Youth Farm: And the kids keep coming.

Girls with an earthworm
What a week at the Youth Farm.  We started off with the daunting and special task of planting our onions.  We grow onions in roughly 600 linear feet of bed space – which is close to 2100 square ft.  Now that might not seem all too crazy, but just imagine putting a baby onion every 6 inches in a 2100 square ft. house.  Its a big job.  As for it being a special crop, the onions are the first to get going in the green house, and they are very often the last of the season’s goods to be eaten.  I still have a 5 gallon bucket of onions from last years harvest!

In addition to the onion marathon we also had to deal with some pretty chilly nights here in the valley, so we had some late-night covering of our young plants with floating row cover, otherwise known of as Remay.  Remay is a very close friend to many a northern climate grower, as it helps to keep temperature and moisture levels up, as well as acting as a pest barrier.  That said, the relationship between grower and Remay is a complicated one, as it is also very easy to dislike the dusty, spun plastic material that clings to your already dried and cracked hands.  But it does its job well, so we use it.  So I guess I should say thank you again Remay, but more importantly, thanks to all the hands that helped.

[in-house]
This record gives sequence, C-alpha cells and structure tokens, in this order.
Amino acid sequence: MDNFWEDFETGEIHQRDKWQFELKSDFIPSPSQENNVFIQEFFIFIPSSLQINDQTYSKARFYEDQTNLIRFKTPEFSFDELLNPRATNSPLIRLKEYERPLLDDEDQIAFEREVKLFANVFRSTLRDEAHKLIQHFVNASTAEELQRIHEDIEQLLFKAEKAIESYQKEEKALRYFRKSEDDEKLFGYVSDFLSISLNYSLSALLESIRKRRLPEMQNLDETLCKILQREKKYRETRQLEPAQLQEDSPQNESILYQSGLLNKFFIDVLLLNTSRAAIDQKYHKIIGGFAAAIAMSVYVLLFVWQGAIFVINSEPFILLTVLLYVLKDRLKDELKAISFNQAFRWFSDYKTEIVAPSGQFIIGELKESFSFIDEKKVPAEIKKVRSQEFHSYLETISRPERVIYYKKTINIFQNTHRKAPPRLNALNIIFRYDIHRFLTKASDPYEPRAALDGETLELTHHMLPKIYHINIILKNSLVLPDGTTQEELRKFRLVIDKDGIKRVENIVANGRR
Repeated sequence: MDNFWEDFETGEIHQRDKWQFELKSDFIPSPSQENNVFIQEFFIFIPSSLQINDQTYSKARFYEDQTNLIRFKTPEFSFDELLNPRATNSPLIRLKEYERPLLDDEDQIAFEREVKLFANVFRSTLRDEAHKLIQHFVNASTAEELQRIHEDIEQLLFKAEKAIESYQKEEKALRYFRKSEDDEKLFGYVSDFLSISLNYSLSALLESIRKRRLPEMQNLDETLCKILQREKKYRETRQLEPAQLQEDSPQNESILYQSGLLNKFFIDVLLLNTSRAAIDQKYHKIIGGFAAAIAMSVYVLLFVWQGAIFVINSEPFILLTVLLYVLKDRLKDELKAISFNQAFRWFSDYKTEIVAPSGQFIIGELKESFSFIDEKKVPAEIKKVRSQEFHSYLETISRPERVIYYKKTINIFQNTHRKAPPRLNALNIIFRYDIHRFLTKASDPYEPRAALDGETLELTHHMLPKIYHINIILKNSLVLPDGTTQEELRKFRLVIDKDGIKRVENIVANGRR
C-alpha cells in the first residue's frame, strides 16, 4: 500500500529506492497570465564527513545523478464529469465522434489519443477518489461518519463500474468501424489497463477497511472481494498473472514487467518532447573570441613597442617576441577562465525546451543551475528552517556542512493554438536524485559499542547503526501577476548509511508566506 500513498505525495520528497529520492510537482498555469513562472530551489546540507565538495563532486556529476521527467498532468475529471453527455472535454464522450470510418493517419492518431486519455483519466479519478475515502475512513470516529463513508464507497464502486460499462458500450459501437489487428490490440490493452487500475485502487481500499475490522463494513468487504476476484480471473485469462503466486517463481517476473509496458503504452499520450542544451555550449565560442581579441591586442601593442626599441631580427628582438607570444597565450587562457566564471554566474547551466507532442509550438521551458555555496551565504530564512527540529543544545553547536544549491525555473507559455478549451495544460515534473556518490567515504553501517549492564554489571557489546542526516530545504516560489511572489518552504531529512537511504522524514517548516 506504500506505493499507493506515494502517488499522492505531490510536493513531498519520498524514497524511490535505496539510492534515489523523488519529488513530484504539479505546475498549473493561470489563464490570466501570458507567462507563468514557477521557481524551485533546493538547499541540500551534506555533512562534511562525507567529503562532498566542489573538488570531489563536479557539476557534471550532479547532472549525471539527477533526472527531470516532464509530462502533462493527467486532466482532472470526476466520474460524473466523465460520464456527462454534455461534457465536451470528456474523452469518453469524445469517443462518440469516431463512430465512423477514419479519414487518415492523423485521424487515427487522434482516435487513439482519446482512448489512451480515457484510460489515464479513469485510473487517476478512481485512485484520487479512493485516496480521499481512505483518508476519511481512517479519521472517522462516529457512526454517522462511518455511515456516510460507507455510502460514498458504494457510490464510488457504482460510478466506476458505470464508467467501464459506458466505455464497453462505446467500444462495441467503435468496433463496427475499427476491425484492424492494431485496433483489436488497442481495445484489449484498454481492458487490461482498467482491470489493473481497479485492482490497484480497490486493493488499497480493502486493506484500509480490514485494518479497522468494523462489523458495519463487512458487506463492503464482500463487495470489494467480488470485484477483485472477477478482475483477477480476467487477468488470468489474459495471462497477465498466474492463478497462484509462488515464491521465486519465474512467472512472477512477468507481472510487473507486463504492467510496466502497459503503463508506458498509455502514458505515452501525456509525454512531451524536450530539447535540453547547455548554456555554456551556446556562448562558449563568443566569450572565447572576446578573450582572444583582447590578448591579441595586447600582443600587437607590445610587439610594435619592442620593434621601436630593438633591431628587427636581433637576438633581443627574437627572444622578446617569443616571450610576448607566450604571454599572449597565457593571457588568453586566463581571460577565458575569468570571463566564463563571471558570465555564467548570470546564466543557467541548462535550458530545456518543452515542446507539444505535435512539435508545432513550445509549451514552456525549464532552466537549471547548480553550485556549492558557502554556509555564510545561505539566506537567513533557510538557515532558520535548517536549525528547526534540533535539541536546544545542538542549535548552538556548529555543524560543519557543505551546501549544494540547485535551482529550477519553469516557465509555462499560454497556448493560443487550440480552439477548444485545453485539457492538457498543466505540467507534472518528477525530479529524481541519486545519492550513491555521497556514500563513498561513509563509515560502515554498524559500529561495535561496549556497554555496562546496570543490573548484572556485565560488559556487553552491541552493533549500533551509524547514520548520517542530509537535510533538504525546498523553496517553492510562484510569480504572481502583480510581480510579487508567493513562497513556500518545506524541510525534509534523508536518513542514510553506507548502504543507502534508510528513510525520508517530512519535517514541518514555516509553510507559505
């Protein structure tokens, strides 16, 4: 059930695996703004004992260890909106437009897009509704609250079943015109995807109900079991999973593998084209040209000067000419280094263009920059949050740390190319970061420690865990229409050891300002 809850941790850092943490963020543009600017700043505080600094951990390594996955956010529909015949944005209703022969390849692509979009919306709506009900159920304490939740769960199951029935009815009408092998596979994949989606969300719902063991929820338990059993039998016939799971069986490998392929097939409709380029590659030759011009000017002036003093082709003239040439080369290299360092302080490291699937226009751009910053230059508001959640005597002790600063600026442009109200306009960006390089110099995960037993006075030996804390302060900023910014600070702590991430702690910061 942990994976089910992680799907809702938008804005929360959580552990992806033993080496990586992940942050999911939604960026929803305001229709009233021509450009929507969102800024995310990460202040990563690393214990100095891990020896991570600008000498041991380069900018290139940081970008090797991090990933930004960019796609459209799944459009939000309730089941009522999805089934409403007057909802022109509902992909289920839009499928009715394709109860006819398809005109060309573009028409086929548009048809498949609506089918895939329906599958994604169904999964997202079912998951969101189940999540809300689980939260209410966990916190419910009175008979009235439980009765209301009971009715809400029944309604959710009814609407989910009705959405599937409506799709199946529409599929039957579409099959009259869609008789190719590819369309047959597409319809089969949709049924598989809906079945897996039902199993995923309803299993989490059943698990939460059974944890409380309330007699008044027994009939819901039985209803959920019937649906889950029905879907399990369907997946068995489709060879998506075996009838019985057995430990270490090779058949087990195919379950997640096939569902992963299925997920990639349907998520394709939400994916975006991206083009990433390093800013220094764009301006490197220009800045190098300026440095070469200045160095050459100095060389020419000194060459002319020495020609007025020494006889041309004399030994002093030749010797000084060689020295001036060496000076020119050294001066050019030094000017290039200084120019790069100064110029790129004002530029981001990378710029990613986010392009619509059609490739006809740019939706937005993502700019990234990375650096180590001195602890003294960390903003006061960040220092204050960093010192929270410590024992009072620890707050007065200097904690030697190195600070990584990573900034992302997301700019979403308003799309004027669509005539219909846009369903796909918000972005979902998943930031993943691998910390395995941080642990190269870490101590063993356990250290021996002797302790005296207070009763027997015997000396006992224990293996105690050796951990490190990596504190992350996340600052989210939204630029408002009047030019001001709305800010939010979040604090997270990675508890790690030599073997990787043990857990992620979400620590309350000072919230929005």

Ronald covering onions.

On Friday, the Youth Homes Inner Roads crew came out to the farm, and as always they were rock stars, or more like farm stars.  In the hours they were at the Youth Farm we put our last pea trellis up, we seeded tractor paths with Dutch White clover (one of my favorite varieties), we planted our first succession of Gypsy broccoli, we worked on irrigation, we finished planting the onions, we weeded, mulched, covered plants, and so much more. So many jobs were completed with a great team. Thanks Inner Roads kids. 

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